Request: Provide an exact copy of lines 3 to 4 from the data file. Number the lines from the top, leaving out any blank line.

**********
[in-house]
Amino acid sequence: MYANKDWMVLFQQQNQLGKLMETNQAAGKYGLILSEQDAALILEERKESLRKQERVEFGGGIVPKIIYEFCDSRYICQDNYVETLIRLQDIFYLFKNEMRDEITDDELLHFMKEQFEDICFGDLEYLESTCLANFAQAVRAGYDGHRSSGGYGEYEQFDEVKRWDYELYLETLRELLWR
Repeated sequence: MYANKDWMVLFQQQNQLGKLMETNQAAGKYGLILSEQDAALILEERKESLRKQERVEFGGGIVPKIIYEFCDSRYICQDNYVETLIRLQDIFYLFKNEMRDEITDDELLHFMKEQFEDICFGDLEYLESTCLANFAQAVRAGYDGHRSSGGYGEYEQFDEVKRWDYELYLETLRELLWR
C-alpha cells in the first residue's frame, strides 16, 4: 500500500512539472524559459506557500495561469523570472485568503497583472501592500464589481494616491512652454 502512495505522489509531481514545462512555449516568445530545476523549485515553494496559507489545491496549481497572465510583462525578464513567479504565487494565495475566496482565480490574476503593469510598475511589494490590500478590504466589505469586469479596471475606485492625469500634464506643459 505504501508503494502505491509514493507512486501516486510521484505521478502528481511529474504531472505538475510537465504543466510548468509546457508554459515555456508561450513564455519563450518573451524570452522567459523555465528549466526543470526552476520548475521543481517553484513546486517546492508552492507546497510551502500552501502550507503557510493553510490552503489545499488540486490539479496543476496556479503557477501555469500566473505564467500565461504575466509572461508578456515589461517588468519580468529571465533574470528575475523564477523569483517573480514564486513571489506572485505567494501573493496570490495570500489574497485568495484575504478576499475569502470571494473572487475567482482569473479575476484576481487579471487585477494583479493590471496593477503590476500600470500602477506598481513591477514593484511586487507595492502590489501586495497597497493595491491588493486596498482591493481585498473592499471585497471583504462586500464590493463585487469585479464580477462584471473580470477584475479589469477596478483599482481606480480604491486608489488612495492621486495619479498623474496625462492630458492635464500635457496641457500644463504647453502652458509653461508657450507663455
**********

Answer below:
Repeated sequence: MYANKDWMVLFQQQNQLGKLMETNQAAGKYGLILSEQDAALILEERKESLRKQERVEFGGGIVPKIIYEFCDSRYICQDNYVETLIRLQDIFYLFKNEMRDEITDDELLHFMKEQFEDICFGDLEYLESTCLANFAQAVRAGYDGHRSSGGYGEYEQFDEVKRWDYELYLETLRELLWR
C-alpha cells in the first residue's frame, strides 16, 4: 500500500512539472524559459506557500495561469523570472485568503497583472501592500464589481494616491512652454 502512495505522489509531481514545462512555449516568445530545476523549485515553494496559507489545491496549481497572465510583462525578464513567479504565487494565495475566496482565480490574476503593469510598475511589494490590500478590504466589505469586469479596471475606485492625469500634464506643459 505504501508503494502505491509514493507512486501516486510521484505521478502528481511529474504531472505538475510537465504543466510548468509546457508554459515555456508561450513564455519563450518573451524570452522567459523555465528549466526543470526552476520548475521543481517553484513546486517546492508552492507546497510551502500552501502550507503557510493553510490552503489545499488540486490539479496543476496556479503557477501555469500566473505564467500565461504575466509572461508578456515589461517588468519580468529571465533574470528575475523564477523569483517573480514564486513571489506572485505567494501573493496570490495570500489574497485568495484575504478576499475569502470571494473572487475567482482569473479575476484576481487579471487585477494583479493590471496593477503590476500600470500602477506598481513591477514593484511586487507595492502590489501586495497597497493595491491588493486596498482591493481585498473592499471585497471583504462586500464590493463585487469585479464580477462584471473580470477584475479589469477596478483599482481606480480604491486608489488612495492621486495619479498623474496625462492630458492635464500635457496641457500644463504647453502652458509653461508657450507663455